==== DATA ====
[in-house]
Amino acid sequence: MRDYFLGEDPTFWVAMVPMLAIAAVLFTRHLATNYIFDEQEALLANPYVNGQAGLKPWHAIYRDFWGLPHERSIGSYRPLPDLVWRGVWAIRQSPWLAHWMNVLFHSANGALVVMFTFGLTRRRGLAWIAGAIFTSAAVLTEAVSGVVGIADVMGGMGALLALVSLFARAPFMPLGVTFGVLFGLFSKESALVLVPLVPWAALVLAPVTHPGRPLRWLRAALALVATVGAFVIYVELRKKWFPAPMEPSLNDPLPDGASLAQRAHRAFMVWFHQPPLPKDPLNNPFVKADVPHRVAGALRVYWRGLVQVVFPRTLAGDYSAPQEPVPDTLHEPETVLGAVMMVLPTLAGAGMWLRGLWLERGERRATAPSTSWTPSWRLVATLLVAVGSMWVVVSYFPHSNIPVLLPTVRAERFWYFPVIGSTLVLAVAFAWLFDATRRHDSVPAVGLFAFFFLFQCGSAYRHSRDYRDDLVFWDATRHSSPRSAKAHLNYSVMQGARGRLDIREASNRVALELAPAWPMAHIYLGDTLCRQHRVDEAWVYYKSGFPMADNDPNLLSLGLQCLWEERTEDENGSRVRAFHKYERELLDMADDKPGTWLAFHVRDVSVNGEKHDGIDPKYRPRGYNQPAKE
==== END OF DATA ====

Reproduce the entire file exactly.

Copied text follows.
[in-house]
Amino acid sequence: MRDYFLGEDPTFWVAMVPMLAIAAVLFTRHLATNYIFDEQEALLANPYVNGQAGLKPWHAIYRDFWGLPHERSIGSYRPLPDLVWRGVWAIRQSPWLAHWMNVLFHSANGALVVMFTFGLTRRRGLAWIAGAIFTSAAVLTEAVSGVVGIADVMGGMGALLALVSLFARAPFMPLGVTFGVLFGLFSKESALVLVPLVPWAALVLAPVTHPGRPLRWLRAALALVATVGAFVIYVELRKKWFPAPMEPSLNDPLPDGASLAQRAHRAFMVWFHQPPLPKDPLNNPFVKADVPHRVAGALRVYWRGLVQVVFPRTLAGDYSAPQEPVPDTLHEPETVLGAVMMVLPTLAGAGMWLRGLWLERGERRATAPSTSWTPSWRLVATLLVAVGSMWVVVSYFPHSNIPVLLPTVRAERFWYFPVIGSTLVLAVAFAWLFDATRRHDSVPAVGLFAFFFLFQCGSAYRHSRDYRDDLVFWDATRHSSPRSAKAHLNYSVMQGARGRLDIREASNRVALELAPAWPMAHIYLGDTLCRQHRVDEAWVYYKSGFPMADNDPNLLSLGLQCLWEERTEDENGSRVRAFHKYERELLDMADDKPGTWLAFHVRDVSVNGEKHDGIDPKYRPRGYNQPAKE